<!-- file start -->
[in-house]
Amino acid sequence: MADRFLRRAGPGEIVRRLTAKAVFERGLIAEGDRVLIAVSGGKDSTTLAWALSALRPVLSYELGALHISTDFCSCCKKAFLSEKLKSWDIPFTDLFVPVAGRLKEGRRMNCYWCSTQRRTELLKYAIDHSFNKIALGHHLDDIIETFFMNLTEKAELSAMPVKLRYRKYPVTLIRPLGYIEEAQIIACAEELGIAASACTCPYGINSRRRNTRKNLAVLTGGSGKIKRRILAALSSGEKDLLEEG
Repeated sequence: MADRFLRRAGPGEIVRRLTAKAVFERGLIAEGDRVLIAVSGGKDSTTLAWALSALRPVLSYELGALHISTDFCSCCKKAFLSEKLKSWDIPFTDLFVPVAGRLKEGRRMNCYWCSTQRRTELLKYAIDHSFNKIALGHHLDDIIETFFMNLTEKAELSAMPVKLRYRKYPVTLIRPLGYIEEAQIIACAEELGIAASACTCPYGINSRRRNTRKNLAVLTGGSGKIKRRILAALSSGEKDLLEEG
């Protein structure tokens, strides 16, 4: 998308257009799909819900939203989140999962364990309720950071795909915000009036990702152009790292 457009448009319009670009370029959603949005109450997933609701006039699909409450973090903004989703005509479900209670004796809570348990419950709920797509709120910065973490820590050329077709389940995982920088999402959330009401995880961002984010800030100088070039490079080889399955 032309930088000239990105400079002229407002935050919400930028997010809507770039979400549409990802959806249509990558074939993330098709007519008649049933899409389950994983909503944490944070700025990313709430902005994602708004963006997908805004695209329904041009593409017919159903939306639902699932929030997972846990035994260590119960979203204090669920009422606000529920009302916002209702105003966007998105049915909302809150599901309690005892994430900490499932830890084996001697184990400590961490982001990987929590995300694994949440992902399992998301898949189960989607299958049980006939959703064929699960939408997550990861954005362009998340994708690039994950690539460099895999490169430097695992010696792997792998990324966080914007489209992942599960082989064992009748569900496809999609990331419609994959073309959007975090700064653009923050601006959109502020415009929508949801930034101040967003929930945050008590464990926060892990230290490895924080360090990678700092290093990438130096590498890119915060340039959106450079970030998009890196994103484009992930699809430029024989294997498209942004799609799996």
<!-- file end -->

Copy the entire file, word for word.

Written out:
[in-house]
Amino acid sequence: MADRFLRRAGPGEIVRRLTAKAVFERGLIAEGDRVLIAVSGGKDSTTLAWALSALRPVLSYELGALHISTDFCSCCKKAFLSEKLKSWDIPFTDLFVPVAGRLKEGRRMNCYWCSTQRRTELLKYAIDHSFNKIALGHHLDDIIETFFMNLTEKAELSAMPVKLRYRKYPVTLIRPLGYIEEAQIIACAEELGIAASACTCPYGINSRRRNTRKNLAVLTGGSGKIKRRILAALSSGEKDLLEEG
Repeated sequence: MADRFLRRAGPGEIVRRLTAKAVFERGLIAEGDRVLIAVSGGKDSTTLAWALSALRPVLSYELGALHISTDFCSCCKKAFLSEKLKSWDIPFTDLFVPVAGRLKEGRRMNCYWCSTQRRTELLKYAIDHSFNKIALGHHLDDIIETFFMNLTEKAELSAMPVKLRYRKYPVTLIRPLGYIEEAQIIACAEELGIAASACTCPYGINSRRRNTRKNLAVLTGGSGKIKRRILAALSSGEKDLLEEG
């Protein structure tokens, strides 16, 4: 998308257009799909819900939203989140999962364990309720950071795909915000009036990702152009790292 457009448009319009670009370029959603949005109450997933609701006039699909409450973090903004989703005509479900209670004796809570348990419950709920797509709120910065973490820590050329077709389940995982920088999402959330009401995880961002984010800030100088070039490079080889399955 032309930088000239990105400079002229407002935050919400930028997010809507770039979400549409990802959806249509990558074939993330098709007519008649049933899409389950994983909503944490944070700025990313709430902005994602708004963006997908805004695209329904041009593409017919159903939306639902699932929030997972846990035994260590119960979203204090669920009422606000529920009302916002209702105003966007998105049915909302809150599901309690005892994430900490499932830890084996001697184990400590961490982001990987929590995300694994949440992902399992998301898949189960989607299958049980006939959703064929699960939408997550990861954005362009998340994708690039994950690539460099895999490169430097695992010696792997792998990324966080914007489209992942599960082989064992009748569900496809999609990331419609994959073309959007975090700064653009923050601006959109502020415009929508949801930034101040967003929930945050008590464990926060892990230290490895924080360090990678700092290093990438130096590498890119915060340039959106450079970030998009890196994103484009992930699809430029024989294997498209942004799609799996």